"Big Fat Surprise" Author Talks About Importance Of Beef In Dietary Guidelines"Big Fat Surprise" Author Talks About Importance Of Beef In Dietary Guidelines
We must demand that the Dietary Guidelines Advisory Committee abides by science and checks its bias at the door when it comes to formulating the nation’s dietary guidelines.
November 24, 2014
I recently visited with Nina Teicholz, New York Times best-selling author of “The Big Fat Surprise: Why Butter, Meat, & Cheese Belong in a Healthy Diet.” It’s an excellent book and I urge everyone to read it.
As a beef producer, I appreciate her endorsement of beef as a part of a healthy diet. More importantly, I believe her work aligns well with a growing body of evidence indicating that USDA got it wrong on saturated fat.
Every five years, USDA and the Department of Health and Human Services publish the Dietary Guidelines for Americans. From the original Food Guide Pyramid to the current MyPlate, government recommendations have pushed consumers to eat more grains, fruits and vegetables, and limit consumption of meat and dairy. In fact, the Dietary Guidelines Advisory Committee (DGAC) is currently formulating its 2015 guidelines, and Teicholz warns that even more restrictions on saturated fat are likely.
“Saturated fat guidelines are limited to 10% of total daily calories, but they are looking to ratchet them back even further,” says Teicholz. “There is hardly any science to show that this recommendation is a good idea. This is based on ‘I think,’ believing that saturated fat is a dietary culprit. It’s very hard to reverse three generations of medical professionals endorsing low-fat diets.”
Meat can hardly be blamed for America’s expanding waistline. While our affinity for carb-laden, sugary foods has escalated, beef consumption has steadily declined over the years. According to the Food and Agricultural Organization (FAO), Americans ate on average 91.5 lbs. of beef/year in 1976; in 2013, that figure had dropped to 54 lbs. of beef.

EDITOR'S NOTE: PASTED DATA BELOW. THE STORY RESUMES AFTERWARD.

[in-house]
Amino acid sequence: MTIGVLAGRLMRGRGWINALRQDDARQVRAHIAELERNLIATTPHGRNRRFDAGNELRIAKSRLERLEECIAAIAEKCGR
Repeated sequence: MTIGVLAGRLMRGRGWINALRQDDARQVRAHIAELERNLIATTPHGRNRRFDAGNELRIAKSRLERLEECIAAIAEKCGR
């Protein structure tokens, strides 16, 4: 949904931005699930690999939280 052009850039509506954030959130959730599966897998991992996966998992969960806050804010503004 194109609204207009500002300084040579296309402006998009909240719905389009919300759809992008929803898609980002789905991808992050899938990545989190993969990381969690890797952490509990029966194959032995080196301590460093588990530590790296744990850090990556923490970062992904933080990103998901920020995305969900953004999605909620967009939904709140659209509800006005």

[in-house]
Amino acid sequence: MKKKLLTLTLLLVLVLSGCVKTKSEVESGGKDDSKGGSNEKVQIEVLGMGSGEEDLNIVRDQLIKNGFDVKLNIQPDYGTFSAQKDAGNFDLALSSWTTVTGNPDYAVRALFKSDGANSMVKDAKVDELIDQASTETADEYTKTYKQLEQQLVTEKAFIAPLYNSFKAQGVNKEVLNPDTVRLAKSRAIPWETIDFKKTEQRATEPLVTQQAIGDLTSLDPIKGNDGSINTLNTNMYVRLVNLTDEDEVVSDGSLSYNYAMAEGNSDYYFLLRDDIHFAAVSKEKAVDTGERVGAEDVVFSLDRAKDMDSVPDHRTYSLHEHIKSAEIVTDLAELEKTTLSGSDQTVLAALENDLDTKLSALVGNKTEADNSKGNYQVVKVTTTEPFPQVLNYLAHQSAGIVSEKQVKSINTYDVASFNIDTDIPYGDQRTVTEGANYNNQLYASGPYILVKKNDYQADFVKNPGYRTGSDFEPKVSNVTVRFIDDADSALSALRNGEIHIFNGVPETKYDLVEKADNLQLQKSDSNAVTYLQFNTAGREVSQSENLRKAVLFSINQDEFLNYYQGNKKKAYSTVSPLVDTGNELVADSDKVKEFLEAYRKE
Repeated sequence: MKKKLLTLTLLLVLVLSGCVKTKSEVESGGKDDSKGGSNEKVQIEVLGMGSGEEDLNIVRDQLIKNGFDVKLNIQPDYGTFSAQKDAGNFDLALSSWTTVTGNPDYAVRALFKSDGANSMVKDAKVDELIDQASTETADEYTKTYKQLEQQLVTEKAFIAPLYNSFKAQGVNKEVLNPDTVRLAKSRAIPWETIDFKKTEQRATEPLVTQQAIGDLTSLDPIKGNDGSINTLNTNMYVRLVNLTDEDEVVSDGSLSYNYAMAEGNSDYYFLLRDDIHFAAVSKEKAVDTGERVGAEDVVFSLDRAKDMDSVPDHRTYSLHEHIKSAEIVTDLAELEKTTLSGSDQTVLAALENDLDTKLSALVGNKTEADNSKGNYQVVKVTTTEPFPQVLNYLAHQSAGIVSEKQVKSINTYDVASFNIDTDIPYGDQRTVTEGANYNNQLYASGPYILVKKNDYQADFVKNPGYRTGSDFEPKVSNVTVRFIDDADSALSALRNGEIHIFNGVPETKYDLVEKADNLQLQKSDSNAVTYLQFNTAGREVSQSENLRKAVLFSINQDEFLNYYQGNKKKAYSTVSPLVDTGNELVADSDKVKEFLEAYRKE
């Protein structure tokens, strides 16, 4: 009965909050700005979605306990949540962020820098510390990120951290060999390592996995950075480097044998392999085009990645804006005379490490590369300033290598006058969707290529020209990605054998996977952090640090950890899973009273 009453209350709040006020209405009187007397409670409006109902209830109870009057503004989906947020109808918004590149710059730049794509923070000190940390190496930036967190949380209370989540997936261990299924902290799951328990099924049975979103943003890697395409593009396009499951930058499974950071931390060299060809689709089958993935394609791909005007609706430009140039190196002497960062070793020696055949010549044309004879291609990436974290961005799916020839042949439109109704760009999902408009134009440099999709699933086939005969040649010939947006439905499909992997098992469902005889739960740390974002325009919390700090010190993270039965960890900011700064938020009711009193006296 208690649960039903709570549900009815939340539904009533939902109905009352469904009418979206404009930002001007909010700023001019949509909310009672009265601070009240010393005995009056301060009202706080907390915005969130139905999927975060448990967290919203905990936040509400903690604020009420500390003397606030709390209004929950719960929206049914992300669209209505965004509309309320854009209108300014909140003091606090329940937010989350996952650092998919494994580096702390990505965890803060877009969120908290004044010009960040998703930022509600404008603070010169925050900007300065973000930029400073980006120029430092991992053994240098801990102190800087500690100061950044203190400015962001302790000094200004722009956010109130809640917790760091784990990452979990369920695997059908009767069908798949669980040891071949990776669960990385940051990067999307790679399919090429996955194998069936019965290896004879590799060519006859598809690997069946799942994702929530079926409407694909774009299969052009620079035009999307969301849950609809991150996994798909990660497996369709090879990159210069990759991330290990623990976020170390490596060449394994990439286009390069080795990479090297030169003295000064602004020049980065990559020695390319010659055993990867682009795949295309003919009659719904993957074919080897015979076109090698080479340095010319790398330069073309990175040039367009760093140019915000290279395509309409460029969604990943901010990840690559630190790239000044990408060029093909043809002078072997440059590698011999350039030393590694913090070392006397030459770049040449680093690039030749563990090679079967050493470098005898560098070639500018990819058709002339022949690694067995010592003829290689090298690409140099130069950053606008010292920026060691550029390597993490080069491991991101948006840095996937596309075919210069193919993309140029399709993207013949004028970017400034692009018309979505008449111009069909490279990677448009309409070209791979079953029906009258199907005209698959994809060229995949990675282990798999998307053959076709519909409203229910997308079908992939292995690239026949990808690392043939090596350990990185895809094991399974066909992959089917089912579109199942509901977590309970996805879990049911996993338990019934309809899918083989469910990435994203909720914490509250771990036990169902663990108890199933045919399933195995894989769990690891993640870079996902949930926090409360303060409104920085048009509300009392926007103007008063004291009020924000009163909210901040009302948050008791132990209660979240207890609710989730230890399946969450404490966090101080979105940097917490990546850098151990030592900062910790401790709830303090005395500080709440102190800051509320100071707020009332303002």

It’s obvious that saturated fat — the fat found in animal products – is not to blame for America’s health problems. So why is the committee ignoring the science? Teicholz attributes this to bias in the committee and a mission that has crept into areas outside of the scope of dietary recommendations.
“The last 35 years of dietary guidelines have clearly not worked, but there is still a decades-long bias against saturated fat among the committee members,” Teicholz says. “Because of this fat bias, they are now exploring the environmental and ethical reasons to advise Americans against consuming saturated fat. The committee’s mission is to review nutrition, but they’ve gone beyond the mandate to add additional reasons against meat.”
A final meeting of USDA’s DGAC is set for Dec. 15, and Teicholz urges beef producers to call their congressional representatives and demand an inquiry of the committee before it’s too late.
“Soon, the committee will turn around its scientific revisory report, which will then turn into a policy document,” Teicholz says. “We shouldn’t let bad science dictate how Americans will eat. It’s bad for the health of our population.” And it's bad for the beef industry, too.
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We’ve already seen the detrimental effects of USDA’s MyPlate limiting animal fats and proteins in our nation’s school lunch program. Teicholz points out that even the USDA website shows its preference for a vegetable-based diet, with the meatless options a very prominent part of the dietary recommendations.
“The low fat diet was thought to help middle-aged men fight heart disease, but it doesn’t address the fact that kids need fats in order to absorb nutrients in vegetables properly,” she says.
Despite America’s phobia about fat, I believe we must demand that the committee abide by the science and check its bias at the door then it comes to formulating the nation’s dietary guidelines.
“The question is, can USDA turn itself around, or do we need to ask Congress to get involved?” asks Teicholz.
Editor's note: A few minor changes have been made to this column, by request of Teicholz. The updated version reflects those changes. Thanks.
Amanda Radke is a South Dakota rancher and editor of BEEF Daily blog.
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